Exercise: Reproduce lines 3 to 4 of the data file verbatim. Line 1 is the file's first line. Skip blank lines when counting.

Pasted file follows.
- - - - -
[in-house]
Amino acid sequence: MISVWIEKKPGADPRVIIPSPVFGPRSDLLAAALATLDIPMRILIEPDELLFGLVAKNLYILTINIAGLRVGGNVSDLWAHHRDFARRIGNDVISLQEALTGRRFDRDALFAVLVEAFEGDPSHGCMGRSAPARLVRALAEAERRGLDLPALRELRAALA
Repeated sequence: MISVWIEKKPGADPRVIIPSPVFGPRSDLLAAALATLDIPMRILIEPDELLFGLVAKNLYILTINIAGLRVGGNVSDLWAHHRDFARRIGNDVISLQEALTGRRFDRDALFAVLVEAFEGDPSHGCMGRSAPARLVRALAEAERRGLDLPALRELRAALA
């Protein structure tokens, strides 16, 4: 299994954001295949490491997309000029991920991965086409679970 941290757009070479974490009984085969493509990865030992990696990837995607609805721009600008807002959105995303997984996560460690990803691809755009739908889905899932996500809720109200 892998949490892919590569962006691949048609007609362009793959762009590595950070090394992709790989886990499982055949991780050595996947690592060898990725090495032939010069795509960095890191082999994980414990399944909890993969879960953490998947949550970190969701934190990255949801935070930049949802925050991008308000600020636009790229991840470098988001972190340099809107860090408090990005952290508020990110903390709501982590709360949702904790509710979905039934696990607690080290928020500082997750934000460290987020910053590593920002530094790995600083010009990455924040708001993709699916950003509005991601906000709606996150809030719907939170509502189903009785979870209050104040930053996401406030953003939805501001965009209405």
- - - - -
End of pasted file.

Repeated sequence: MISVWIEKKPGADPRVIIPSPVFGPRSDLLAAALATLDIPMRILIEPDELLFGLVAKNLYILTINIAGLRVGGNVSDLWAHHRDFARRIGNDVISLQEALTGRRFDRDALFAVLVEAFEGDPSHGCMGRSAPARLVRALAEAERRGLDLPALRELRAALA
């Protein structure tokens, strides 16, 4: 299994954001295949490491997309000029991920991965086409679970 941290757009070479974490009984085969493509990865030992990696990837995607609805721009600008807002959105995303997984996560460690990803691809755009739908889905899932996500809720109200 892998949490892919590569962006691949048609007609362009793959762009590595950070090394992709790989886990499982055949991780050595996947690592060898990725090495032939010069795509960095890191082999994980414990399944909890993969879960953490998947949550970190969701934190990255949801935070930049949802925050991008308000600020636009790229991840470098988001972190340099809107860090408090990005952290508020990110903390709501982590709360949702904790509710979905039934696990607690080290928020500082997750934000460290987020910053590593920002530094790995600083010009990455924040708001993709699916950003509005991601906000709606996150809030719907939170509502189903009785979870209050104040930053996401406030953003939805501001965009209405």